[EDITORIALS]The opening continuesOn the heels of its announcement that it would return to the six-party talks, North Korea said yesterday, through Hyundai Group Chairwoman Hyun Jeong-eun, that it would allow the South to operate tours on Mount Paektu, in Kaesong and in inland areas of Mount Kumgang. A pilot program in Kaesong is expected to begin as early as Aug. 15. South Korean tourists will have more options for destinations in North Korea. This indicates that the North is carefully opening up following its July 1 economic reform measures.
If next week’s six-party talks go smoothly, the two Koreas will be able to see a new era of cooperation and eased tension on the peninsula, with full operations at the Kaesong industrial complex, electricity supplied to the North by Seoul and expanded civilian exchanges, such as tourism. This will be a whole new era.
But agreements with North Korea have often come to sudden halts, due to Pyongyang’s failures to live up to them or due to lack of preparations. Tour programs to Pyongyang and Mount Paektu, carried out by Pyeonghwa Air Travel, began in 2003, but were stopped only a month and half later, with no clear reasons given. They have not been resumed since.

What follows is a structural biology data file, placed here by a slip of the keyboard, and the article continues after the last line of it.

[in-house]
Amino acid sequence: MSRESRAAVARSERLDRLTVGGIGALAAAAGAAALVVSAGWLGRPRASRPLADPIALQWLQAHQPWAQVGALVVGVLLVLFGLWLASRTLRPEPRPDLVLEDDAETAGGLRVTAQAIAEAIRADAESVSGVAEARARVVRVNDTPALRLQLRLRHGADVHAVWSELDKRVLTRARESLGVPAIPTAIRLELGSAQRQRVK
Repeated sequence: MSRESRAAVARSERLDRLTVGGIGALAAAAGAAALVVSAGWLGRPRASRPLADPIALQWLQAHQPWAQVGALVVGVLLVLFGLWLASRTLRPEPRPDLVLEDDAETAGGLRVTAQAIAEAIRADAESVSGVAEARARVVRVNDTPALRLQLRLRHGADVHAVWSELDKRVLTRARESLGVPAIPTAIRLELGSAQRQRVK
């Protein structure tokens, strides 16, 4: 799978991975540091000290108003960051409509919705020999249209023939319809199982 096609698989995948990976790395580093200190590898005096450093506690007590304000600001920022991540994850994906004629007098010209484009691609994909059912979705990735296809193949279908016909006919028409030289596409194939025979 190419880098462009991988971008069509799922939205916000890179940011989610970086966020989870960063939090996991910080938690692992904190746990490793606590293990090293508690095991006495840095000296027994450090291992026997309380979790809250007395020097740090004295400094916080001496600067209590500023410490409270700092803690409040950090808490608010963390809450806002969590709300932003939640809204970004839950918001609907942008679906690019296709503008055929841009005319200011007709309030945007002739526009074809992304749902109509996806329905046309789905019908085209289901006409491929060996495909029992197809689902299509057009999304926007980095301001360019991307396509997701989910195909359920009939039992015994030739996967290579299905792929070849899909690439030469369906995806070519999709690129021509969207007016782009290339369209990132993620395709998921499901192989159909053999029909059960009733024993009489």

The Mount Kumgang tours recently began seeing profits, but had long been a money loser due to the North’s unreasonable demands in return for exclusive rights. Gains were recorded only after overland tour programs were added, admission fees were lowered and the government began providing subsidies and encouraging school field trips. To insure that the new programs are profitable and to encourage Pyongyang to keep opening up, the government should provide sustainable support and supervision by setting up its own policy in addition to Hyundai’s plans.
It is also important that tourism in the South not suffer. To this end, the government should come up with plans to link tour operations in the South’s Mount Seorak with the North’s Mount Kumgang, Kaesong and Mount Paektu.
It is good that the North is opening up further. But a true opening will only possible when it gives up its nuclear arms programs. Rather than contenting themselves with tour programs, North Korea’s leaders should make the wise decision to dismantle their nuclear weapons and seize the opportunities for support, investment and development offered by the international community.